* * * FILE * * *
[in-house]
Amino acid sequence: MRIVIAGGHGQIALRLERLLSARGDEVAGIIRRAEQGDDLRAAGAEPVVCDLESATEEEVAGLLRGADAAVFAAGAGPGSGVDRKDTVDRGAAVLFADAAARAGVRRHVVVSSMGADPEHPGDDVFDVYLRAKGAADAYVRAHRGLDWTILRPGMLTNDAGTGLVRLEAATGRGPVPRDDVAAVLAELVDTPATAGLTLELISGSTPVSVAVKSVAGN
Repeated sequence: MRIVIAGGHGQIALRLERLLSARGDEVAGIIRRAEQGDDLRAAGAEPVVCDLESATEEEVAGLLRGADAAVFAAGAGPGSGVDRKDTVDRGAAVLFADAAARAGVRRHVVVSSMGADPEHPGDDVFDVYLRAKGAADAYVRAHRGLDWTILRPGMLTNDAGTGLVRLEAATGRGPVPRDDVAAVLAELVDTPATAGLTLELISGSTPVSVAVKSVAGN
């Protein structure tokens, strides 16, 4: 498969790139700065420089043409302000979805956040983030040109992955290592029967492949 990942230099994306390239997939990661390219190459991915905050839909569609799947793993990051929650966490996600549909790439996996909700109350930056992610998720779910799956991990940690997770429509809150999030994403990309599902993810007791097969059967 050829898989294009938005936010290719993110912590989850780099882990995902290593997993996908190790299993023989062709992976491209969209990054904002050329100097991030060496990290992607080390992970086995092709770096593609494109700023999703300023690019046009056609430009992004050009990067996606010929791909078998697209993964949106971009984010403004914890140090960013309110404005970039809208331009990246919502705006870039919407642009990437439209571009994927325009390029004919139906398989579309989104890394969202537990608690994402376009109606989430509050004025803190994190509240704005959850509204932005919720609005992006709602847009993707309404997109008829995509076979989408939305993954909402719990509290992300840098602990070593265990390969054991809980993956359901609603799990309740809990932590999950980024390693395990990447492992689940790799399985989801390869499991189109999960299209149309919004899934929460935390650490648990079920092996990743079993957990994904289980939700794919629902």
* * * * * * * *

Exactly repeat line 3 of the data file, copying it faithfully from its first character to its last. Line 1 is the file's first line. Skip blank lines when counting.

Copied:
Repeated sequence: MRIVIAGGHGQIALRLERLLSARGDEVAGIIRRAEQGDDLRAAGAEPVVCDLESATEEEVAGLLRGADAAVFAAGAGPGSGVDRKDTVDRGAAVLFADAAARAGVRRHVVVSSMGADPEHPGDDVFDVYLRAKGAADAYVRAHRGLDWTILRPGMLTNDAGTGLVRLEAATGRGPVPRDDVAAVLAELVDTPATAGLTLELISGSTPVSVAVKSVAGN